Florida school districts should not be paying teachers once to instruct students during the day and a second time to tutor some of the same students after hours. That is a clear conflict of interest, and federal and state officials should tighten the rules regarding contracting with for-profit tutoring companies. Even well-intentioned efforts to help students learn can create the appearance of favoritism and worse.
As Tampa Bay Times staff writer Michael LaForgia reported last Sunday, more than 100 public school employees or their immediate family members have formed private companies and are receiving government money for tutoring students. While most contract outside their home districts, some of their companies have received contracts from the school districts where they teach. The investigation found 1 in 4 of the tutoring companies tied to teachers has made money tutoring students from their own schools. Such situations can be rife with conflicts and create the impression that teachers with tutoring contracts have more influence — and clearly better pay — than their colleagues.
Consider the case of Alachua County principal Beth Le Clear and a for-profit tutoring company she controlled that tutored students in her district. As LaForgia reported, Le Clear promised to transfer ownership of the company to her sister after competitors complained. But public records suggest she still is heavily involved in the business, and she acknowledged she still has an ownership interest. Yet Alachua superintendent Dan Boyd inexplicably defends the arrangement even though students from Le Clear's own schools have been signed up by her company.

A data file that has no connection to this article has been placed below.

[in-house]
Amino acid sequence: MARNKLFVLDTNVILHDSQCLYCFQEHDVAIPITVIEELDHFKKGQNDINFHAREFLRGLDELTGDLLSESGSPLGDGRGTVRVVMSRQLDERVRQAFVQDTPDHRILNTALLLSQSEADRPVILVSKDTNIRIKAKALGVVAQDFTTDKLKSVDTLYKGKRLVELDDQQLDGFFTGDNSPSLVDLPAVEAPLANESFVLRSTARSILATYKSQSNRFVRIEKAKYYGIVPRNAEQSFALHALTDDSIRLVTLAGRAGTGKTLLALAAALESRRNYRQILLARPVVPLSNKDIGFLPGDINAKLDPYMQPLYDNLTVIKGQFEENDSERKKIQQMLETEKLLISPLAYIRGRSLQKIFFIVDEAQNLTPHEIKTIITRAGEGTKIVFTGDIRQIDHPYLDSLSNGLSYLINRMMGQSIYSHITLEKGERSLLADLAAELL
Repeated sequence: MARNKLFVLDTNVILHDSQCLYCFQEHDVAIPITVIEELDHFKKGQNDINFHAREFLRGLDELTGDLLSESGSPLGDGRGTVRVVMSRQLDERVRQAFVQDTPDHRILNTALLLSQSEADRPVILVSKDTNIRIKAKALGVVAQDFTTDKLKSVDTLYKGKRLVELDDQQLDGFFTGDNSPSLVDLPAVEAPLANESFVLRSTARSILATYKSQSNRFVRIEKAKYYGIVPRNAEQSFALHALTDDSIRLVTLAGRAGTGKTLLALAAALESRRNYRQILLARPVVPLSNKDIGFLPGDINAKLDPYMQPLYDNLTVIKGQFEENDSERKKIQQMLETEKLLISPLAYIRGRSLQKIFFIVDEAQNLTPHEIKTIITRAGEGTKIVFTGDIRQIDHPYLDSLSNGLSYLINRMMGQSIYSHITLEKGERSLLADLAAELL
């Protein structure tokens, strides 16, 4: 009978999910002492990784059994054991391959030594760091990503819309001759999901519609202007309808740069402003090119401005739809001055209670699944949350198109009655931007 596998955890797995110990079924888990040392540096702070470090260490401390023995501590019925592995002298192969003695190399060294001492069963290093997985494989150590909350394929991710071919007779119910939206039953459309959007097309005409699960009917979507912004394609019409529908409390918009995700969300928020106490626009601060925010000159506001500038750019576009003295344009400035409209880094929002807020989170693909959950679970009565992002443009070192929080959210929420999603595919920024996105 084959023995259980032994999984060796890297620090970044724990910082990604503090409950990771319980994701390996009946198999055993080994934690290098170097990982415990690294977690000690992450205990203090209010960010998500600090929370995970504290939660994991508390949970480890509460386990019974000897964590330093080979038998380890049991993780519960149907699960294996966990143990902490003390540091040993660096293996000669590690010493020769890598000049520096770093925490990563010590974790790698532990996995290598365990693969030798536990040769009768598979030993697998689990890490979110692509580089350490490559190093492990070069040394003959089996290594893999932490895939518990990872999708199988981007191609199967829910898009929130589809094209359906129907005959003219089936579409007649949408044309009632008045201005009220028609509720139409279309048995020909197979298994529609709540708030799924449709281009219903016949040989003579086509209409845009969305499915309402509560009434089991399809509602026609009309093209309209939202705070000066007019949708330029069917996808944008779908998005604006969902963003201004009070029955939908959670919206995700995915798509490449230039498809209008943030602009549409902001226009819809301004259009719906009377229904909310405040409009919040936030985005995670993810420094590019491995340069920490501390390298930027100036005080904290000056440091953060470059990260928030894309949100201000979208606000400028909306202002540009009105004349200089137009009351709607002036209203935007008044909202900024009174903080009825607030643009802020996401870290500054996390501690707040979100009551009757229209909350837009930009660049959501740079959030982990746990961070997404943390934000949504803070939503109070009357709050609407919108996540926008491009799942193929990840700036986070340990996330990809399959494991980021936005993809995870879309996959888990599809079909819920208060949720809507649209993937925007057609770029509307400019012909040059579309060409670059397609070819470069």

Publicly financed tutoring is big business, with some $100 million in play in Florida at a cost of up to $1,500 a child. There are 456 state-approved tutoring companies, including 83 run by certified educators and 30 run by educators that contract with their own districts. Those 83 companies connected to educators earn $8.5 million. There has been little oversight over this federal money that flows through school districts, and it was only this year that state legislators ended a requirement that districts participate in the program.
State law bans most public employees from contracting with their government employers. At the very least, Florida should ban educators and their immediate family members who operate for-profit tutoring companies from contracting with their own school districts. Principals and teachers should not be using their own schools and colleagues as farm teams to supply their for-profit companies with customers, no matter how well-intended they are about improving childhood learning. It's a system ripe for abuse, and it needs to stop.